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WHO underscores H1N1 risk to young and healthy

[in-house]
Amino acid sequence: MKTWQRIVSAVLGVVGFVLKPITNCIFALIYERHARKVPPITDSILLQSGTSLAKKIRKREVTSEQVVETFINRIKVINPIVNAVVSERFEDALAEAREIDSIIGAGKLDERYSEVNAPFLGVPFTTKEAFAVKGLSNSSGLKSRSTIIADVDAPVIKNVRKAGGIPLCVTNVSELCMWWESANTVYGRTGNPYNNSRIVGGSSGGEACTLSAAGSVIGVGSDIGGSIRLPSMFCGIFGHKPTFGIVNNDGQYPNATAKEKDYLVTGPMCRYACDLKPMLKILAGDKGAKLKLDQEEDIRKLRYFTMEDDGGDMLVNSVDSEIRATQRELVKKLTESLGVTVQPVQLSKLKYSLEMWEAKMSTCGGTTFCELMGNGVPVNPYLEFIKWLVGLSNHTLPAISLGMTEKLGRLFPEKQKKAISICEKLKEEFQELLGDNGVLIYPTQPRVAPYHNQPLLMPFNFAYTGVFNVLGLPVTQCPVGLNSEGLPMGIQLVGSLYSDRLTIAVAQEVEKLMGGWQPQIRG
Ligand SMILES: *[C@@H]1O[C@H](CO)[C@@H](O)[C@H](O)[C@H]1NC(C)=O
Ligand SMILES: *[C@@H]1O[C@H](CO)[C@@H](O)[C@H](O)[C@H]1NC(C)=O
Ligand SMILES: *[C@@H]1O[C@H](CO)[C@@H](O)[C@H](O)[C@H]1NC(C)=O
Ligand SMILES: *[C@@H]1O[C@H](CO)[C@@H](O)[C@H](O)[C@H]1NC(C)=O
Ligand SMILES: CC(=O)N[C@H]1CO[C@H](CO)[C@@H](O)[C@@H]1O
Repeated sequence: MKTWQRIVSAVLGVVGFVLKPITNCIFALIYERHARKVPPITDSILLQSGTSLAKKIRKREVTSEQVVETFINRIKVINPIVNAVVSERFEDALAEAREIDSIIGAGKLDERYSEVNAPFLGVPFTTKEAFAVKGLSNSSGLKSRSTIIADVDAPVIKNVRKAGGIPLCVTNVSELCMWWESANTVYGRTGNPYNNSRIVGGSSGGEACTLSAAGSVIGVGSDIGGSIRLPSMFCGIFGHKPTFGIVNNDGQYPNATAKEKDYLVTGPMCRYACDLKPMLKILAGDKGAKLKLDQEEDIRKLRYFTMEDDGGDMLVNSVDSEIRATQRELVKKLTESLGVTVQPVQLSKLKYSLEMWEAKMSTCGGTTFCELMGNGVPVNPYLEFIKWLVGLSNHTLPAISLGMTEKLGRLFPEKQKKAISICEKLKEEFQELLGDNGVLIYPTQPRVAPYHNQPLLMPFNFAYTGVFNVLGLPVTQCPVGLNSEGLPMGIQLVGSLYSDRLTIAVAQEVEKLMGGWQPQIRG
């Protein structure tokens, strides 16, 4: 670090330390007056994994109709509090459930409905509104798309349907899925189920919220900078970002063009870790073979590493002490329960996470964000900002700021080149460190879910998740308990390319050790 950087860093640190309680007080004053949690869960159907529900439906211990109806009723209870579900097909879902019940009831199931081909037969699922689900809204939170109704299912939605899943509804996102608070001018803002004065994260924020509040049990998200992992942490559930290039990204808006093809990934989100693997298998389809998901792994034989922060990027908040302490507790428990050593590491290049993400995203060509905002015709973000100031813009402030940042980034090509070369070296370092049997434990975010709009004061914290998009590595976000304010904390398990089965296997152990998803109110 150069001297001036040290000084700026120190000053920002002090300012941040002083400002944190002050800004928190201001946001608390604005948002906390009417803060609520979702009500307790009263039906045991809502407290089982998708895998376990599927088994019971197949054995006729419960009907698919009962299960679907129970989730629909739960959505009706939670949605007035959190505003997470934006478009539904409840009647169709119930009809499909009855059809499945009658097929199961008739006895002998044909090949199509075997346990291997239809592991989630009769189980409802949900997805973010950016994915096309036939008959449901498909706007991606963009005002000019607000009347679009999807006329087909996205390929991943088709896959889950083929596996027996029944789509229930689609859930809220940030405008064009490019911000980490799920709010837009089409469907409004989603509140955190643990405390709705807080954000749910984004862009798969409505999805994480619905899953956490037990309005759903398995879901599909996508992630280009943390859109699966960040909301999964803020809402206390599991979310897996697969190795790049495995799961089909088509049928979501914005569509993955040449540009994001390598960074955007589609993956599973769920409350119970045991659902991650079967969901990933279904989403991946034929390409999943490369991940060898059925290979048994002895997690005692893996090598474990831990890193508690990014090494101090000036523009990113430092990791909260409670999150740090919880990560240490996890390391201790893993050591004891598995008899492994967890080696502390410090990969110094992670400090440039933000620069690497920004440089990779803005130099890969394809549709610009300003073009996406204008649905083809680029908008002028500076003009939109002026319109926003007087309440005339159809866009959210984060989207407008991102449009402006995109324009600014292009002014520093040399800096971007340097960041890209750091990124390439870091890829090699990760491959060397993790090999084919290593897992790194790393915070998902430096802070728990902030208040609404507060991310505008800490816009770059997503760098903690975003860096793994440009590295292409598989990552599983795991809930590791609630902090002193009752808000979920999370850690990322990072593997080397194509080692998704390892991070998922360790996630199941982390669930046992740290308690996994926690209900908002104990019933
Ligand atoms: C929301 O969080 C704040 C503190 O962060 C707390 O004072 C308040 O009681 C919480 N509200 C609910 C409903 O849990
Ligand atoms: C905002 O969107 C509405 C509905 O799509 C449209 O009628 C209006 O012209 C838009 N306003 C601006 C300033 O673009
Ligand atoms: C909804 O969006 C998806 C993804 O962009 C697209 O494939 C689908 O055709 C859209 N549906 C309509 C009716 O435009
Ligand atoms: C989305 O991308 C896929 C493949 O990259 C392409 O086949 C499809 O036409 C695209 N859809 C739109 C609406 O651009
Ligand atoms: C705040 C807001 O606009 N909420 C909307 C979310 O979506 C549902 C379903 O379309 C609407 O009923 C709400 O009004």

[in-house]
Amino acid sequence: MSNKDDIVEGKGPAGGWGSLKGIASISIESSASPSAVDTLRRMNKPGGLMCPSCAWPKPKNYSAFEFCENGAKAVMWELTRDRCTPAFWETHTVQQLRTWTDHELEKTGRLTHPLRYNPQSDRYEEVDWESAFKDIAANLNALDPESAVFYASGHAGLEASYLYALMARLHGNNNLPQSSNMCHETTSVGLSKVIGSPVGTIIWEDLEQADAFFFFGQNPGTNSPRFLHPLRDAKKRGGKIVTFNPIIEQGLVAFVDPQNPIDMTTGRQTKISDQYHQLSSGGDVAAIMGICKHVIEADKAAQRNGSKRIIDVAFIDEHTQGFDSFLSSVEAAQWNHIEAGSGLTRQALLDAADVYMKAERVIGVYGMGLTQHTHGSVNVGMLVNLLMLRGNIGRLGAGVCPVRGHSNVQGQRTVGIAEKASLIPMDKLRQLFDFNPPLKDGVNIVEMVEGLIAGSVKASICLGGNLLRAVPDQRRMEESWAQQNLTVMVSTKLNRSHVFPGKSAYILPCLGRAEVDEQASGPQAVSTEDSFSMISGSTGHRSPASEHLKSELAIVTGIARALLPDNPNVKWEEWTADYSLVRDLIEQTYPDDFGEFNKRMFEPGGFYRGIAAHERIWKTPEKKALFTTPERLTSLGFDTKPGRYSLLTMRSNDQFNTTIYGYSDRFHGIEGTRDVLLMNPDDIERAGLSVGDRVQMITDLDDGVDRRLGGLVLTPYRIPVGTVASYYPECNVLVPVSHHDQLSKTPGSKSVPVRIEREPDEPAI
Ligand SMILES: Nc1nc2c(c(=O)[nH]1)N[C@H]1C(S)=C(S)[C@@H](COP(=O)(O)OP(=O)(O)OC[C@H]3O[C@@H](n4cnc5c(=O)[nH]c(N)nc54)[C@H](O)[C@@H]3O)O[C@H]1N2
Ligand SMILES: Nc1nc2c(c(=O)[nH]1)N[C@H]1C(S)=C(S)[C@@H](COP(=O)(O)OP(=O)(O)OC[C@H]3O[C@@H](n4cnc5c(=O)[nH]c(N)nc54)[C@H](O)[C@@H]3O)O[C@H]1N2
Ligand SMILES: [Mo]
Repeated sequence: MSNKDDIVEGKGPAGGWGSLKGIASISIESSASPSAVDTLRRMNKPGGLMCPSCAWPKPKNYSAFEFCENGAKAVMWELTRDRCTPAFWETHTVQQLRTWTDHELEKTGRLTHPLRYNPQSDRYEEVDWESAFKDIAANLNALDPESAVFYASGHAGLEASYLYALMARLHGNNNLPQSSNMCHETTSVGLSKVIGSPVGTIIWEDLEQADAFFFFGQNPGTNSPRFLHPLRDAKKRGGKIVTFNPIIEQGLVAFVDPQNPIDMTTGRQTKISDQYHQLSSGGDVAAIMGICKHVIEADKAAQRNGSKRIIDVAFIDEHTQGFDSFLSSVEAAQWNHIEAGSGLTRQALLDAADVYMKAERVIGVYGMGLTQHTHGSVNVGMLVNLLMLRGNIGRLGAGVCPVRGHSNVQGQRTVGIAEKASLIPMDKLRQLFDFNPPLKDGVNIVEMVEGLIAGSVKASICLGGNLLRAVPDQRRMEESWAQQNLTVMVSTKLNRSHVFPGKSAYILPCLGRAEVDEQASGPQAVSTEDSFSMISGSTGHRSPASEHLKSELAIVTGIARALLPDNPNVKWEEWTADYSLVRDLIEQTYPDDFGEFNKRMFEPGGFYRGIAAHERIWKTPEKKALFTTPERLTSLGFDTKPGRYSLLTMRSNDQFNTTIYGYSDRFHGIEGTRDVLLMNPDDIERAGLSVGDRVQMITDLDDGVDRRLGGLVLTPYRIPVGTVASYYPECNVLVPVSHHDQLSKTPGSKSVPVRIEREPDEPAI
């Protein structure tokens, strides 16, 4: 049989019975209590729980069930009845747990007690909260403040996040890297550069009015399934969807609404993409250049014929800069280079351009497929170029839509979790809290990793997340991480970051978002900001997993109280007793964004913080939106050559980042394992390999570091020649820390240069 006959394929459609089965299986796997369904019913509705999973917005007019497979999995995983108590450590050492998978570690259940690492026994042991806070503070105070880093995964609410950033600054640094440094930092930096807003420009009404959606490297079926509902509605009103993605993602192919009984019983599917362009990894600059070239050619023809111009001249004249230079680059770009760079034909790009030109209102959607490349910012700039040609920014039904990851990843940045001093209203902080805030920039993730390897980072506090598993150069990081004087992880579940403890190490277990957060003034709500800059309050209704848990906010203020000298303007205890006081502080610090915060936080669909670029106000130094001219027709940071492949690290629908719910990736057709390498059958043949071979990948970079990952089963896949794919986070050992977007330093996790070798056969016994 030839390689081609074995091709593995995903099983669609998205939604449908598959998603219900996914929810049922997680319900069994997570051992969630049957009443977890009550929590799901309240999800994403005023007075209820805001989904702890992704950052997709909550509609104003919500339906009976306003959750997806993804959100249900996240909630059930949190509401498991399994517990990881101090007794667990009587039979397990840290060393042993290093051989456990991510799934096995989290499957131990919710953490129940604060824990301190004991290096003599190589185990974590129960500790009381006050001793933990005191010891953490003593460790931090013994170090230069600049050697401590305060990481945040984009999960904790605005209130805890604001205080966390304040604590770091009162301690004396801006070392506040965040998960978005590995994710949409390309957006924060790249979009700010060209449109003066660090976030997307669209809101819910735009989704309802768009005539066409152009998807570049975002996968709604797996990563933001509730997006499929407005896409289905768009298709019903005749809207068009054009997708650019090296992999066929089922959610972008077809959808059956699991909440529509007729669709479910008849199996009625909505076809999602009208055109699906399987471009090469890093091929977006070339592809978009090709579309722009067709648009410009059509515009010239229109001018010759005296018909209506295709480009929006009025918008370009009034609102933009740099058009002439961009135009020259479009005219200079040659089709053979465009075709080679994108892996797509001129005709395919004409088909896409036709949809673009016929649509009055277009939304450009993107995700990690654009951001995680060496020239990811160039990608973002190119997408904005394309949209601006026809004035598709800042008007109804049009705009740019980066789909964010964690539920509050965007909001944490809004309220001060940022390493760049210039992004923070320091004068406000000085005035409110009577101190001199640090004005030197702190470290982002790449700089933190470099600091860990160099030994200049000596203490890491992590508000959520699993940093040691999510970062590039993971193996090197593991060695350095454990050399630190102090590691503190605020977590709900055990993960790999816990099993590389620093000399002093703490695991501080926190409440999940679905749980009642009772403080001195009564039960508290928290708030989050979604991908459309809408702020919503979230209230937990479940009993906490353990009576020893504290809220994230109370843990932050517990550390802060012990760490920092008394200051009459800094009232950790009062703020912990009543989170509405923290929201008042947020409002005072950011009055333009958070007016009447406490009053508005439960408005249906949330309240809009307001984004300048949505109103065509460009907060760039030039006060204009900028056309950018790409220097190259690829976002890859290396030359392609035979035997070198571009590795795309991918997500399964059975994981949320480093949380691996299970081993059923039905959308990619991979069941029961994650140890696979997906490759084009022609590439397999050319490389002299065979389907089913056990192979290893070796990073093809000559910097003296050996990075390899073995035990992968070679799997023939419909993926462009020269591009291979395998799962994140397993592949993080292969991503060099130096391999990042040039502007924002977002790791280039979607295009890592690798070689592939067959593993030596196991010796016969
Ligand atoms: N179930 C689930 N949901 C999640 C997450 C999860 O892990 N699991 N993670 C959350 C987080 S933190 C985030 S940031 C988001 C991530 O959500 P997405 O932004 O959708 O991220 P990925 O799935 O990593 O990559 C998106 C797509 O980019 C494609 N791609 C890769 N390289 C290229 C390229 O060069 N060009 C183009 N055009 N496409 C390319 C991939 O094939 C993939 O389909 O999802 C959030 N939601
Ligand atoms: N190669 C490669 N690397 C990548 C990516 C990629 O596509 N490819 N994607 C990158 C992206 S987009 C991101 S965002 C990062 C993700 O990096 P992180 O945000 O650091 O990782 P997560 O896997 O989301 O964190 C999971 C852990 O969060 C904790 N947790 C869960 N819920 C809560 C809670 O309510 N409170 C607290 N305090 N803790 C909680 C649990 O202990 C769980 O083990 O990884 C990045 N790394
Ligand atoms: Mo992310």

first_imgOct 16, 2009 (CIDRAP News) – The susceptibility of some young, healthy people to severe illness with pandemic H1N1 influenza marks a striking difference from the pattern of disease seen in seasonal flu epidemics, the World Health Organization (WHO) said today.The factors that increase the risk of severe illness in previously healthy people remain unknown, the WHO said in reporting on the results of a 3-day conference on the features of severe H1N1 cases. The meeting involved about 100 clinicians, virologists, and other experts at the Pan American Health Organization headquarters in Washington, DC.The ability of the virus to make young, healthy people dangerously sick has been noted for months, but the WHO put new emphasis on the phenomenon today. At the same time, the agency said pregnant women, children younger than 2 years, and people with chronic lung disease face the greatest risk of severe illness.In a statement, the WHO said the experts confirmed that the vast majority of patients around the world experience an uncomplicated flu-like illness and recover within a week, even without treatment.Patients hard to treat But concern now focuses on “small subsets of patients who rapidly develop very severe progressive pneumonia,” the agency said. “In these patients, severe pneumonia is often associated with failure of other organs, or marked worsening of underlying asthma or chronic obstructive airway disease.”These patients are hard to treat, which suggests that emergency rooms and intensive care units will bear the heaviest burden during the pandemic, the statement said. That conclusion matched the message from several medical journal reports published in the past week on hospitalized H1N1 cases.Primary viral pneumonia is the most common finding in severe cases and often causes death, the WHO said. However, bacterial infections have been found in about 30% of fatal cases—more common than previously recognized.Data from animal studies also show the virus’s ability to cause severe pneumonia. “This virus really likes the lower respiratory tract,” said the WHO’s Dr.Nikki Shindo at a press teleconference today. “That means this virus is likely to cause viral pneumonia.”Physicians who have managed severe cases “agreed that the clinical picture in severe cases is strikingly different from the disease pattern seen during epidemics of seasonal influenza,” the WHO statement said. “While people with certain underlying medical conditions, including pregnancy, are known to be at increased risk, many severe cases occur in previously healthy young people. In these patients, predisposing factors that increase the risk of severe illness are not presently understood, though research is under way.”In a separate pandemic update today, the WHO noted that about a third of intensive care unit patients with H1N1 in Australia and New Zealand had no predisposing conditions. Likewise, Canadian and Mexican researchers who recently reported on severe cases were “impressed” by the number that occurred in previously healthy people, the agency said.The latest US figures suggest that an even higher proportion of patients hit hardest by the virus were previously healthy. The Centers for Disease Control and Prevention reported this week that 45% of about 1,400 adult H1N1 patients who were hospitalized had no preexisting health problems.In severe cases, patients usually begin deteriorating about 3 to 5 days after their first symptoms, the WHO statement said. Many of them then slip into respiratory failure, requiring admission to an ICU and ventilatory support. Some patients don’t respond well to conventional ventilatory support, making treatment even harder.Known at-risk groupsOf groups with conditions that raise the risk of severe illness, conference participants agreed that three lead the list: pregnant women, especially in the third trimester; children under the age of 2 years, and people with chronic lung disease, including asthma, the WHO reported.Disadvantaged populations, such as minority groups and indigenous people, also are disproportionately subject to severe disease, the WHO said. The reasons are not clear, but possibilities include lack of access to care and an increased prevalence of conditions like asthma and diabetes.The statement also noted that obesity—especially morbid obesity—has been present in many of the severe H1N1 cases, but its role remains poorly understood.More support for antiviralsOn the brighter side, the meeting pointed up a growing body of evidence that prompt treatment with the antiviral drugs oseltamivir and zanamivir is helpful, the WHO said.”We have increased evidence that timely antiviral treatment really helps to decrease the severe disease,” said Shindo at the press conference.Where the virus is circulating, clinicians should base antiviral treatment decisions on epidemiologic and clinical findings and not wait for lab test results, she said. “The message for clinicians is, don’t miss this opportunity for early treatment.”Shindo said the WHO has shipped antivirals from its stockpile to 72 countries so far.See also: Oct 16 WHO report on clinical consultationhttp://www.who.int/csr/disease/swineflu/notes/h1n1_clinical_features_20091016/en/index.htmlOct 16 WHO weekly update on pandemichttp://www.who.int/csr/don/2009_10_16/en/index.htmlAug 28 WHO briefing note on lessons from recent outbreakshttp://www.who.int/csr/disease/swineflu/notes/h1n1_second_wave_20090828/en/index.htmllast_img read more